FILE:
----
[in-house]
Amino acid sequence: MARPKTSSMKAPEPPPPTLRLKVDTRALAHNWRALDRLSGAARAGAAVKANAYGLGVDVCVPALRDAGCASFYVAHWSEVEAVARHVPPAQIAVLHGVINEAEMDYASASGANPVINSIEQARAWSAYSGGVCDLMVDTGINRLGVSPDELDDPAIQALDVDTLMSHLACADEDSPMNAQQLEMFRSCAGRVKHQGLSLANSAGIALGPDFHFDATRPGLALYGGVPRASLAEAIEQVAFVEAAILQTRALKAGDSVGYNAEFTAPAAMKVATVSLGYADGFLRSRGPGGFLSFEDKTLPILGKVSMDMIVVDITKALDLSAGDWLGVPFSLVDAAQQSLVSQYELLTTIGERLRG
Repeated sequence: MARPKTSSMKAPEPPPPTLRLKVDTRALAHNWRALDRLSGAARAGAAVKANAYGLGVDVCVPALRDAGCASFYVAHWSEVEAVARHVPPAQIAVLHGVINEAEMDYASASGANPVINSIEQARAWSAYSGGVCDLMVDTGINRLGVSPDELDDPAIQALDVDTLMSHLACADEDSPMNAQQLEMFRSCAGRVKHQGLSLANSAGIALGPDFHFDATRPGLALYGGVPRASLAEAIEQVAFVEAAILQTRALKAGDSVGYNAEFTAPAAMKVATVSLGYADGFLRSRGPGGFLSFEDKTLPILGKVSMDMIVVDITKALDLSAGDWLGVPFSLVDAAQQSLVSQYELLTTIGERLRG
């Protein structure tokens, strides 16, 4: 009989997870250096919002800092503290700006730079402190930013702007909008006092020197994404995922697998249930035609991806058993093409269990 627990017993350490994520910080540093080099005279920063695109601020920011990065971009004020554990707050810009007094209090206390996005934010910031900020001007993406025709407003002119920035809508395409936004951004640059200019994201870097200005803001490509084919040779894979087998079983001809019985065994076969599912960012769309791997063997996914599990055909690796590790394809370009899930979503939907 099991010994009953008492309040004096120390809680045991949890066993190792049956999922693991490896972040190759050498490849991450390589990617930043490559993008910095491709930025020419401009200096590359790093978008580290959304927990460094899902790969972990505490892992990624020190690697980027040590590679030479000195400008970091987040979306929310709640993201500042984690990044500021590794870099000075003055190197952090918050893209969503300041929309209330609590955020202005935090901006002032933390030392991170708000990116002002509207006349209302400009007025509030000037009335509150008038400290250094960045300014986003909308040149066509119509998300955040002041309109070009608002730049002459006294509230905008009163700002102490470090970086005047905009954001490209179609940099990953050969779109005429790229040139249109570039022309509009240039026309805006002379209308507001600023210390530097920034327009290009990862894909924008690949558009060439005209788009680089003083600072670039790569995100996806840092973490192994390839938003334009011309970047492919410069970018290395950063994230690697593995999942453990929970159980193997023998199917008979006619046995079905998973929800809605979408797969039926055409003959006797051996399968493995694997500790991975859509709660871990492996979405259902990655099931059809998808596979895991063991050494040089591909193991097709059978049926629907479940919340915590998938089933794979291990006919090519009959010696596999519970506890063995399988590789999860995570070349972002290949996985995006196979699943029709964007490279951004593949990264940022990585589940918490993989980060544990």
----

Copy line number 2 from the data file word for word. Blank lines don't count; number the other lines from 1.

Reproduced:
Amino acid sequence: MARPKTSSMKAPEPPPPTLRLKVDTRALAHNWRALDRLSGAARAGAAVKANAYGLGVDVCVPALRDAGCASFYVAHWSEVEAVARHVPPAQIAVLHGVINEAEMDYASASGANPVINSIEQARAWSAYSGGVCDLMVDTGINRLGVSPDELDDPAIQALDVDTLMSHLACADEDSPMNAQQLEMFRSCAGRVKHQGLSLANSAGIALGPDFHFDATRPGLALYGGVPRASLAEAIEQVAFVEAAILQTRALKAGDSVGYNAEFTAPAAMKVATVSLGYADGFLRSRGPGGFLSFEDKTLPILGKVSMDMIVVDITKALDLSAGDWLGVPFSLVDAAQQSLVSQYELLTTIGERLRG